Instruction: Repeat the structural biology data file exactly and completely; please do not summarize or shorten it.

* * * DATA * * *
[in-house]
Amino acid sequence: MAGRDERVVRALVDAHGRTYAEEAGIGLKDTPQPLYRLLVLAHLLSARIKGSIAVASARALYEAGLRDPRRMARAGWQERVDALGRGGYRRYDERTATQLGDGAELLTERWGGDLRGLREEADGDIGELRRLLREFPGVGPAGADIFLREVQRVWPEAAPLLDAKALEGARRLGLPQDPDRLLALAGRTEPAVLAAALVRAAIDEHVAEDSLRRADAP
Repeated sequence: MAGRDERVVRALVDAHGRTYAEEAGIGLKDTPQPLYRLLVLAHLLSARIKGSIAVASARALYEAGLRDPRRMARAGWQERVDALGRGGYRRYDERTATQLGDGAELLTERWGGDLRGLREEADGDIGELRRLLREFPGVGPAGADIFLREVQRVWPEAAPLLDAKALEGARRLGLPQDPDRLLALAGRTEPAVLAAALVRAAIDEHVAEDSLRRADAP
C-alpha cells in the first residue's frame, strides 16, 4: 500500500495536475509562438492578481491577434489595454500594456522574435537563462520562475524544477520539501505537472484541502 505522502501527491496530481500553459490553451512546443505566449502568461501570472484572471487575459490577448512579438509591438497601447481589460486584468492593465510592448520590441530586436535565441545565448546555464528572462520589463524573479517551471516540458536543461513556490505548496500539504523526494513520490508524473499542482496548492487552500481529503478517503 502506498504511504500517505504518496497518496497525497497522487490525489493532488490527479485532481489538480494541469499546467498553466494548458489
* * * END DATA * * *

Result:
[in-house]
Amino acid sequence: MAGRDERVVRALVDAHGRTYAEEAGIGLKDTPQPLYRLLVLAHLLSARIKGSIAVASARALYEAGLRDPRRMARAGWQERVDALGRGGYRRYDERTATQLGDGAELLTERWGGDLRGLREEADGDIGELRRLLREFPGVGPAGADIFLREVQRVWPEAAPLLDAKALEGARRLGLPQDPDRLLALAGRTEPAVLAAALVRAAIDEHVAEDSLRRADAP
Repeated sequence: MAGRDERVVRALVDAHGRTYAEEAGIGLKDTPQPLYRLLVLAHLLSARIKGSIAVASARALYEAGLRDPRRMARAGWQERVDALGRGGYRRYDERTATQLGDGAELLTERWGGDLRGLREEADGDIGELRRLLREFPGVGPAGADIFLREVQRVWPEAAPLLDAKALEGARRLGLPQDPDRLLALAGRTEPAVLAAALVRAAIDEHVAEDSLRRADAP
C-alpha cells in the first residue's frame, strides 16, 4: 500500500495536475509562438492578481491577434489595454500594456522574435537563462520562475524544477520539501505537472484541502 505522502501527491496530481500553459490553451512546443505566449502568461501570472484572471487575459490577448512579438509591438497601447481589460486584468492593465510592448520590441530586436535565441545565448546555464528572462520589463524573479517551471516540458536543461513556490505548496500539504523526494513520490508524473499542482496548492487552500481529503478517503 502506498504511504500517505504518496497518496497525497497522487490525489493532488490527479485532481489538480494541469499546467498553466494548458489